A Pip-Boy mask  from the Fallout game series greets gamers as they enter one of the isles at the BYOC hall (Bring Your Own Computer) at QuakeCon 2015 Saturday July 25, 2015 at the Hilton Anatole in Dallas.

A Pip-Boy mask from the Fallout game series greets gamers as they enter one of the isles at the BYOC hall (Bring Your Own Computer) at QuakeCon 2015 Saturday July 25, 2015 at the Hilton Anatole in Dallas.

Ron Baselice/Staff Photographer

When it began in 1996, QuakeCon was roughly 30 people who decided to hang out at a hotel in Garland in the hope that the game developers at Id Software, creators of the iconic Doom and Quake, might make a trip over from their offices in Mesquite.

20 years of QuakeCon memories from the Id Software employee who's seen them all

Now, 20 years later, QuakeCon is thousands of gamers from across the globe who pile into the Hilton Anatole in Dallas once a year for one of the biggest video game parties in North America. QuakeCon now hosts major tournaments (with a lot of money up for grabs), unreleased games to play, panels to see and more.

"It was really a humble beginning, and I'm not just saying that as a story," Id Software's creative director Tim Willits says. Willits is very proud of the fact that he's been to every QuakeCon over the past two decades, and while he's excited to see it grow in popularity, he also doesn't want it to become "a business."

"We want to keep that grassroots feel," he says. "It's more of a convention of people and gaming."

There are certainly games there, and people definitely came for them. The main draw, as always, was the massive Bring Your Own Computer space (BYOC), where thousands of attendees camped out all weekend playing games with friends both old and new. They played plenty of older games like Team Fortress 2, Counterstrike and, of course, Quake, but there were also a lot of newer games being played at all hours of the day, like the popular soccer-with-cars game Rocket League and Blizzard's Heroes of the Storm.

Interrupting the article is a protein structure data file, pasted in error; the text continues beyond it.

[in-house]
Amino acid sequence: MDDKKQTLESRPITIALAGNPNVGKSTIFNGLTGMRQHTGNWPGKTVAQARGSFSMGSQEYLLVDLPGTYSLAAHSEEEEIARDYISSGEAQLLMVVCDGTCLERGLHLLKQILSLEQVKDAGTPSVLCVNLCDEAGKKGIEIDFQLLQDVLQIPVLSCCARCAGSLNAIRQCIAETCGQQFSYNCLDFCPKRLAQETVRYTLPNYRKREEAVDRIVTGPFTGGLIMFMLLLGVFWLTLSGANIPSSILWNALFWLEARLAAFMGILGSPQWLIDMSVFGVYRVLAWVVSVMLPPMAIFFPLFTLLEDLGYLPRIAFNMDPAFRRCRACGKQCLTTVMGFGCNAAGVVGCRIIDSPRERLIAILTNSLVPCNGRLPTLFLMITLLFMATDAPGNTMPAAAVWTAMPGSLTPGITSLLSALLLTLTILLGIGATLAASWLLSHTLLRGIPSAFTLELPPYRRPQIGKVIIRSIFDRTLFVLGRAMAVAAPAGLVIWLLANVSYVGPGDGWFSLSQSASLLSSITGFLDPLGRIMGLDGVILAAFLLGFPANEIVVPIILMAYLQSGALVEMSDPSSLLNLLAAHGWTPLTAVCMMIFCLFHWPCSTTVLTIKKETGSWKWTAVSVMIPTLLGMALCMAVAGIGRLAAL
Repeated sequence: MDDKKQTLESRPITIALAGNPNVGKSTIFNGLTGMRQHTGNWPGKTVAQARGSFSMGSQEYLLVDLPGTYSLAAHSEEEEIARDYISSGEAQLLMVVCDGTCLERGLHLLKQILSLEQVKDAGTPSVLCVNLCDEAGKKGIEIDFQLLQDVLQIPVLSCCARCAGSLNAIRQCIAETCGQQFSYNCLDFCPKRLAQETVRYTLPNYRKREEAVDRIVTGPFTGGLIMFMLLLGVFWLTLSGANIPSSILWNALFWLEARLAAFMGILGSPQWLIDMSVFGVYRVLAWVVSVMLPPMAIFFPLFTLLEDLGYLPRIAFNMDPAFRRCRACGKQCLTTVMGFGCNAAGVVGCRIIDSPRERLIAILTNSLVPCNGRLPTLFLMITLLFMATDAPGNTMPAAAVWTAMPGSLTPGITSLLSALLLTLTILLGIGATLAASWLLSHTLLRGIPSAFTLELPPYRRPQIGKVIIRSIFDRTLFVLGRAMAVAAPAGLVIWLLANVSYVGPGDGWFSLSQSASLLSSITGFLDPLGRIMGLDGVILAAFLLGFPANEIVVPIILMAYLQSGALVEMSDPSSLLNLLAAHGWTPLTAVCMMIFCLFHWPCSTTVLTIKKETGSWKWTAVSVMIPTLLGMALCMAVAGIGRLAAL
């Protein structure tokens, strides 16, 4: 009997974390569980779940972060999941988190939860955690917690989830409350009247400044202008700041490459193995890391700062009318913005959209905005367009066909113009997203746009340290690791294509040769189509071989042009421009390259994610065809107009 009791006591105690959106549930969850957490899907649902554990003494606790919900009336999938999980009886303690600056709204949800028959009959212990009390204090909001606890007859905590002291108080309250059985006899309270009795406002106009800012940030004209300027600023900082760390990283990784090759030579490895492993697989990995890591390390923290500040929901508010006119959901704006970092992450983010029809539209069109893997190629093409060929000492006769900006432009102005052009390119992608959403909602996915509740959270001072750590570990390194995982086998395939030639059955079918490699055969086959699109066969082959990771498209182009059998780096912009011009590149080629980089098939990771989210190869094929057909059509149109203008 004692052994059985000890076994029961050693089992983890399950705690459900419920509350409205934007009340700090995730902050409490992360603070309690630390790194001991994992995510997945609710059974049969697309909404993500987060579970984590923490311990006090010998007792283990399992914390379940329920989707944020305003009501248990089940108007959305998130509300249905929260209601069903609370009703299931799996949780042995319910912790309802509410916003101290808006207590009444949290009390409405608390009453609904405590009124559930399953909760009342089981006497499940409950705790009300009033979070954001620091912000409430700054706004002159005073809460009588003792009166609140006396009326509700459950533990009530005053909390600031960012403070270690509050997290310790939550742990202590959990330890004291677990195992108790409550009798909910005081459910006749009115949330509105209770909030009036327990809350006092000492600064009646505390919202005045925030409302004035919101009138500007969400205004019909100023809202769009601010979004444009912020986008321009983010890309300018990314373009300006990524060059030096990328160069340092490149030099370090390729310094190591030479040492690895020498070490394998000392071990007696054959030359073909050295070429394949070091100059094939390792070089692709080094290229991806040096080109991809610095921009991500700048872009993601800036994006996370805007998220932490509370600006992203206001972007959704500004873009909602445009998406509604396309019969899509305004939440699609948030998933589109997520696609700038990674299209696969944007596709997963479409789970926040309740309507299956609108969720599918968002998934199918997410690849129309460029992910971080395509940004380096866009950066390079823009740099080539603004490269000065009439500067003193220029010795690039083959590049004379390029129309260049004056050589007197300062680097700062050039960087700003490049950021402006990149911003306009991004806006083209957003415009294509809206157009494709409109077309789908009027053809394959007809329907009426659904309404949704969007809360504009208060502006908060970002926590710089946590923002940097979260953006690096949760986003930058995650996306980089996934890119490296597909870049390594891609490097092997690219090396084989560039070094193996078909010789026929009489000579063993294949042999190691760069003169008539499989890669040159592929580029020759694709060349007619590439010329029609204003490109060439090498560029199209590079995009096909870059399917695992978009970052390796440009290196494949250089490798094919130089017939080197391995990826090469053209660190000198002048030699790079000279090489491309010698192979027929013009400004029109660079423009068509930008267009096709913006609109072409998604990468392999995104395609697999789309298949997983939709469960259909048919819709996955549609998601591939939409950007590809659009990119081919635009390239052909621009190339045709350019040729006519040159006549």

Megan "Sakiana" Bailey had sushi delivered to the BYOC hall as she plays World of Warcraft at QuakeCon 2015 on Saturday July 25, 2015 at the Hilton Anatole in Dallas. She came from Iowa to attend the con.

Megan "Sakiana" Bailey had sushi delivered to the BYOC hall as she plays World of Warcraft at QuakeCon 2015 on Saturday July 25, 2015 at the Hilton Anatole in Dallas. She came from Iowa to attend the con.

Ron Baselice/Staff Photographer

Crowds also formed for games that haven't been released yet. Most of the excitement this year was for a QuakeCon-exclusive demo of Fallout 4, the highly anticipated post-apocalyptic game from Bethesda. People started lining up for that panel before 10 a.m. - more than three hours before it was scheduled to begin. Judging by reactions (which were often loud), attendees loved what they saw of the game and are eager for it to come out Nov. 10.

The biggest (and most pleasant) surprise, though, was that QuakeCon attendees were the first people in the world (outside of Id Software) to play the new game in the Doom series. While not scheduled to be released until spring of next year, the booth where fans could play Doom's multiplayer for the first time drew long lines.

Gamers line up for a free six minute game time with the new Doom game in the exhibit hall at QuakeCon 2015 on Saturday July 25, 2015 at the Hilton Anatole in Dallas. Many players got in line several times to play the trial.

Gamers line up for a free six minute game time with the new Doom game in the exhibit hall at QuakeCon 2015 on Saturday July 25, 2015 at the Hilton Anatole in Dallas. Many players got in line several times to play the trial.

Ron Baselice/Staff Photographer
A gaming newbie plays 'Doom' (with a geek) at QuakeCon 2015

The game, just called Doom despite being the fourth in the series, is old school in a lot of the right ways. It's fast (much faster than many modern shooting games, like Call of Duty), it's explosive, and its violence is both brutal and bloody. Most important, though, the developers at Id Software seem to know that Doom can't take itself too seriously. It's a game about shooting demons with shotguns, and it doesn't need to strive for more than that.

While the action in the BYOC continued into Sunday, the convention culminated in the Quake Live tournament finals party Saturday night, where U.S. player Shane "Rapha" Hendrixson claimed his fourth QuakeCon title.

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